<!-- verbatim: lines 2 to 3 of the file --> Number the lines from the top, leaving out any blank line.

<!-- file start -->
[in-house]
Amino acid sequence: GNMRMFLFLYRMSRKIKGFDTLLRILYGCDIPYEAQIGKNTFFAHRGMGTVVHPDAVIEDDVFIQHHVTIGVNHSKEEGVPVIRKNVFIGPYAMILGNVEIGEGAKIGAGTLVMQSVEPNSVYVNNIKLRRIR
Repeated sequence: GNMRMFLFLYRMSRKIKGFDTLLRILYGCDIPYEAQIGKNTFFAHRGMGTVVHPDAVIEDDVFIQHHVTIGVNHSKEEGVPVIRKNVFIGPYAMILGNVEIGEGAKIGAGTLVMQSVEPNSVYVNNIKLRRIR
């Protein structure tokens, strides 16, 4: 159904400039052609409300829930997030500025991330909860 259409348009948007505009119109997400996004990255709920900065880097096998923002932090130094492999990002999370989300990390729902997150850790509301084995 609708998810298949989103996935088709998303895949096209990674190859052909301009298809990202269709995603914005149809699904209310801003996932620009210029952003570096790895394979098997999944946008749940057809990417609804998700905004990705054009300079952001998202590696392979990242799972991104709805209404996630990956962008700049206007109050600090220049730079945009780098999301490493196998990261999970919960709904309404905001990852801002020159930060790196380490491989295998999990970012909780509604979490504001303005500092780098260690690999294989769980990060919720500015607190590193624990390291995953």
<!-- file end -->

Amino acid sequence: GNMRMFLFLYRMSRKIKGFDTLLRILYGCDIPYEAQIGKNTFFAHRGMGTVVHPDAVIEDDVFIQHHVTIGVNHSKEEGVPVIRKNVFIGPYAMILGNVEIGEGAKIGAGTLVMQSVEPNSVYVNNIKLRRIR
Repeated sequence: GNMRMFLFLYRMSRKIKGFDTLLRILYGCDIPYEAQIGKNTFFAHRGMGTVVHPDAVIEDDVFIQHHVTIGVNHSKEEGVPVIRKNVFIGPYAMILGNVEIGEGAKIGAGTLVMQSVEPNSVYVNNIKLRRIR